Champion Campions of the Catskills! Pretty in Pinks Part II!

gardendianthusLast week I posted a blog about some garden flowers in the Dianthus family, known to botanists as Caryophyllaceae.  I discussed several garden flowers in the genus Dianthus, a group of species within the Dianthus family. This week, I will discuss some other Dianthus family plants closely related to the Dianthus I described last week.




Cerastium, also known commonly as Snow-in Summer, is a Dianthus family plant, useful in the garden in sunny situations. The photo of its white flower clearly shows some of the Dianthus family characteristics: the 5-petaled flower, and the petals notched or split.cerastium flwr







IMG_20160619_065246002 IMG_20160619_065136695_HDRLast week, in a photo I showed the long tube beneath the petals, a characteristic of Dianthus family plants. In the following group of species in the Dianthus family, the genus Silene, the long tube is often greatly inflated. Blooming right now in the Catskills is a member of this group, a plant native to the Old World that has become naturalized throughout our area. tall_1The White Campion, Silene latifolia, is also called the Bladder Campion because of the very conspicuous inflated flower tube pictured here. It is one of the larger members of the Dianthus family; the plant pictured here is almost 3 feet tall.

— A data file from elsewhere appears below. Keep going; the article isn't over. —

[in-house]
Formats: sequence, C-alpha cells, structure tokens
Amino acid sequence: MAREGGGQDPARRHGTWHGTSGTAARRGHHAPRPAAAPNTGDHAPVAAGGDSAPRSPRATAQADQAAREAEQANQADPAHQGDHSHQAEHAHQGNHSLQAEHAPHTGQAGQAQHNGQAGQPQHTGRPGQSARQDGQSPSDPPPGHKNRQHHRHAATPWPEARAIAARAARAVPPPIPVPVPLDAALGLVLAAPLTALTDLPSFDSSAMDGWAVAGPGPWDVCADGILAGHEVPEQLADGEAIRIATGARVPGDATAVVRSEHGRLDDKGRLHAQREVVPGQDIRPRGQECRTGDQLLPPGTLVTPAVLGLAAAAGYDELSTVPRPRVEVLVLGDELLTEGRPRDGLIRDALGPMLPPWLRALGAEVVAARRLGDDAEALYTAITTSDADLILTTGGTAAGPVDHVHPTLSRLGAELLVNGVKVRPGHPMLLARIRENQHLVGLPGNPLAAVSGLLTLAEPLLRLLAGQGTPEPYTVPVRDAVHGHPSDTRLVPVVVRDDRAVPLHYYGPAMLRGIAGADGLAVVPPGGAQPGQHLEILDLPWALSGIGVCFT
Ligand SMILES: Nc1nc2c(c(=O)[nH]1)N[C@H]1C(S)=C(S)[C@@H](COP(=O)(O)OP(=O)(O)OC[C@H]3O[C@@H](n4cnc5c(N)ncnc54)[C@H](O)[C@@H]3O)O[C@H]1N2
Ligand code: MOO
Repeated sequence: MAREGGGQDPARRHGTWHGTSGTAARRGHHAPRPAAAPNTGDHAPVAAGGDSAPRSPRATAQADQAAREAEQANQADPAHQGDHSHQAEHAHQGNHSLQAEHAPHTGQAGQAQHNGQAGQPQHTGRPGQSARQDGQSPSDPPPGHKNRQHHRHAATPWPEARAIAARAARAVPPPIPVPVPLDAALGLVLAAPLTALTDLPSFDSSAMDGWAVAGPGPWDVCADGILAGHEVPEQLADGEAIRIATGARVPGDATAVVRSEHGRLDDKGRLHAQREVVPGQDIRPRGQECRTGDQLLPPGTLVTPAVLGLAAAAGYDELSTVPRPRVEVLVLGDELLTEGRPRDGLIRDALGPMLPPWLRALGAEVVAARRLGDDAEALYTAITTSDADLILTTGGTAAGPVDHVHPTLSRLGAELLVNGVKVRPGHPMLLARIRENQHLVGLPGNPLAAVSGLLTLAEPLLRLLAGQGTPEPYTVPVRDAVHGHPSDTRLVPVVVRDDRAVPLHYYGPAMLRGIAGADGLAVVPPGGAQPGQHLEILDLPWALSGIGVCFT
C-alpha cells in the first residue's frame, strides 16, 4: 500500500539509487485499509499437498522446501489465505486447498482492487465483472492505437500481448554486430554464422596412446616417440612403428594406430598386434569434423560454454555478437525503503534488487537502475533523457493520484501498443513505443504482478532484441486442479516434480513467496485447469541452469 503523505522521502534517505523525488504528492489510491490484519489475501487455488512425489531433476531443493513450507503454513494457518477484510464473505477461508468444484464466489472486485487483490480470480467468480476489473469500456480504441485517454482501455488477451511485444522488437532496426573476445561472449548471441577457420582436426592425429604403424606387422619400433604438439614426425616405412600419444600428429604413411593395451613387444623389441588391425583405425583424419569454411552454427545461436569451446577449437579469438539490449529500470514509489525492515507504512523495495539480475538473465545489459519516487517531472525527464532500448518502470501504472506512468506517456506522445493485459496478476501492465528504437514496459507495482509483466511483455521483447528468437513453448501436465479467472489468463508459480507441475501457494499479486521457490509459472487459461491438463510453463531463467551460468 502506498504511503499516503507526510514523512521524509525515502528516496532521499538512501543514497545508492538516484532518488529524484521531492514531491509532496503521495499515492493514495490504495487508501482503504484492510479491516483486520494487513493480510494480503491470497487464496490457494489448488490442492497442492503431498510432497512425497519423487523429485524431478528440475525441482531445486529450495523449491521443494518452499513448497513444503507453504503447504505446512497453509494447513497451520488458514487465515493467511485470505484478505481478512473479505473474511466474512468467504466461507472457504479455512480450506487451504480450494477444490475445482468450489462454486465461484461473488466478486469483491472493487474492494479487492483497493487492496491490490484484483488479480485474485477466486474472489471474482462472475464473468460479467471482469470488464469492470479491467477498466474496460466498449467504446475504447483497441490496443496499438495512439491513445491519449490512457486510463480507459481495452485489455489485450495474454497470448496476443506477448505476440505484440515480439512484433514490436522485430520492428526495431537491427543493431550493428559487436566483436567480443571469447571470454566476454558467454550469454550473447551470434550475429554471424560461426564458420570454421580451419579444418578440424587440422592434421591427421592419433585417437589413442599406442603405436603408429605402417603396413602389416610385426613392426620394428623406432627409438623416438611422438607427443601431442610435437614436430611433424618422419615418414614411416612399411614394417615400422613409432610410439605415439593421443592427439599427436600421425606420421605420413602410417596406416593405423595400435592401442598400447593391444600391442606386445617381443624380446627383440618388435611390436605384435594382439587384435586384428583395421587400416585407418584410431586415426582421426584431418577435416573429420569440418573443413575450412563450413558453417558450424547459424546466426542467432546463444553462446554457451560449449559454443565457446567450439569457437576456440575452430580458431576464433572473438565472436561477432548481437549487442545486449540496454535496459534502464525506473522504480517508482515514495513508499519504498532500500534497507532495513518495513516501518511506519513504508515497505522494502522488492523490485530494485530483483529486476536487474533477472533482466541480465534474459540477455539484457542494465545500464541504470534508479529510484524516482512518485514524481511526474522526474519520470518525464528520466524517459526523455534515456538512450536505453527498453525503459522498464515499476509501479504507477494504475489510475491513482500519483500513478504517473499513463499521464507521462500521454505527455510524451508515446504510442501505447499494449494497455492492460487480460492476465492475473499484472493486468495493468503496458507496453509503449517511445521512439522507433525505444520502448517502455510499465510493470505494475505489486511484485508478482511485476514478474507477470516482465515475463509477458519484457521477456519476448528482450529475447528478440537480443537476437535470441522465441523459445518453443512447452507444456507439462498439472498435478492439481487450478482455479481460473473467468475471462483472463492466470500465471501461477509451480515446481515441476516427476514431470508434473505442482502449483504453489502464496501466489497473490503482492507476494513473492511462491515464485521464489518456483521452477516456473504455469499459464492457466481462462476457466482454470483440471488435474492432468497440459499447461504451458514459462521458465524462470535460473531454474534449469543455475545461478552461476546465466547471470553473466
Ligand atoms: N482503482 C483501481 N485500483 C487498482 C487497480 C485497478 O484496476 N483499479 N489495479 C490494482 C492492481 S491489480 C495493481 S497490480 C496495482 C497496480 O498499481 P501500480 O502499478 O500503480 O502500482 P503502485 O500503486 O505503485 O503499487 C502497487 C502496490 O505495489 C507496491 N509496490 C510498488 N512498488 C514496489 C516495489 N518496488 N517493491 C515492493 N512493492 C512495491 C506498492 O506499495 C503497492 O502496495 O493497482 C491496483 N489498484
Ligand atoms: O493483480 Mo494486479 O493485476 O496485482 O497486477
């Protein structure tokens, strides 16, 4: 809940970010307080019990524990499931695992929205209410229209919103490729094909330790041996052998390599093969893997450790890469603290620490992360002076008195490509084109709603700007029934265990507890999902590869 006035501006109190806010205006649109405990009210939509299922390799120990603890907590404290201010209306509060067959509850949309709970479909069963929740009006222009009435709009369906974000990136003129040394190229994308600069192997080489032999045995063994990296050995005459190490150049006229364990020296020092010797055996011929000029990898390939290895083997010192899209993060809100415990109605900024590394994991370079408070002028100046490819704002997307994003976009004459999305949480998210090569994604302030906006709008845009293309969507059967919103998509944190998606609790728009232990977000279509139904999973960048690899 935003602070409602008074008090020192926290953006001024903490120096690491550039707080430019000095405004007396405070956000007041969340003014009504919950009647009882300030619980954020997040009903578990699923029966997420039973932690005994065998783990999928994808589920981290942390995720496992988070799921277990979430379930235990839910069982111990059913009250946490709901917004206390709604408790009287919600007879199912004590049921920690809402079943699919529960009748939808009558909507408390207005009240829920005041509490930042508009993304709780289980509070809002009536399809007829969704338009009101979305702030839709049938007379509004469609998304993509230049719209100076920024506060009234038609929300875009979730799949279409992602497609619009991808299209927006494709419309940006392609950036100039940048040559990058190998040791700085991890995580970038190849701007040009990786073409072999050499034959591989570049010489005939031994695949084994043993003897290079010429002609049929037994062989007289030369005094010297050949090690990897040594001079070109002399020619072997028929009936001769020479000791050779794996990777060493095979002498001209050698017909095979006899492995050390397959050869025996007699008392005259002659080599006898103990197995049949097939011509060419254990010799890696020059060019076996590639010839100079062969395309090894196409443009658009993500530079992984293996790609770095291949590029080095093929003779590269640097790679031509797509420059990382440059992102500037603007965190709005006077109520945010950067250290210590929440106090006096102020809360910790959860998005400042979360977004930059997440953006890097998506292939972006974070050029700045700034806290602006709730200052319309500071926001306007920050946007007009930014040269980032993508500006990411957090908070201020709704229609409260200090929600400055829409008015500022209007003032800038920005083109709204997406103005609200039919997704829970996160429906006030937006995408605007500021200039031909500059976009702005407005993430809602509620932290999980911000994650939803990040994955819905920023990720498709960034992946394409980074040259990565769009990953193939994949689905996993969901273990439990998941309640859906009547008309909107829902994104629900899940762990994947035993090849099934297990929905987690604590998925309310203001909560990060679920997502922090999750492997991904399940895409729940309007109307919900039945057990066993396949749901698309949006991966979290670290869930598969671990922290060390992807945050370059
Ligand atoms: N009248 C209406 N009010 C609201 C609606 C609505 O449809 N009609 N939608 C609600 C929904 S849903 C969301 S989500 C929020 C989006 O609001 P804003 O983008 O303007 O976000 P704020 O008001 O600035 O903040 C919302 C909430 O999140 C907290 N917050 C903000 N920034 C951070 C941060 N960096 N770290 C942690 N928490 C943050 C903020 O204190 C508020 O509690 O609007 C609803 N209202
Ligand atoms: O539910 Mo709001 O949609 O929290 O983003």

rockgardensileneThere are many gardenworthy Silenes. The little Silene pictured here is lovely in the rock garden.






Another group of Dianthus family plants closely related to the genus Silene is the genus Lychnis. The species Lychnis coronaria is a sturdy larger garden plant that often self-sows. The flower tube is a bit shorter, but still moderately inflated, and with ridges as well. lychnis_coronariaThe hot pink flowers contrast well with the woolly bluish leaves. There is a white-flowered variety as well.






raggedrobinAnother Lychnis has just finished blooming in our area, the Ragged Robin. Its petals are so split that it looks lacy, or fringed. Like the White Campion, it has become naturalized here after being introduced from the Old World. It often forms dense stands along roadside ditches, as it has a preference for wetter sites such as meadows.

There are so many nice Dianthus family plants, that I didn’t get to the weed in the Dianthus family that I mentioned last week; I will have to save it for a future post.


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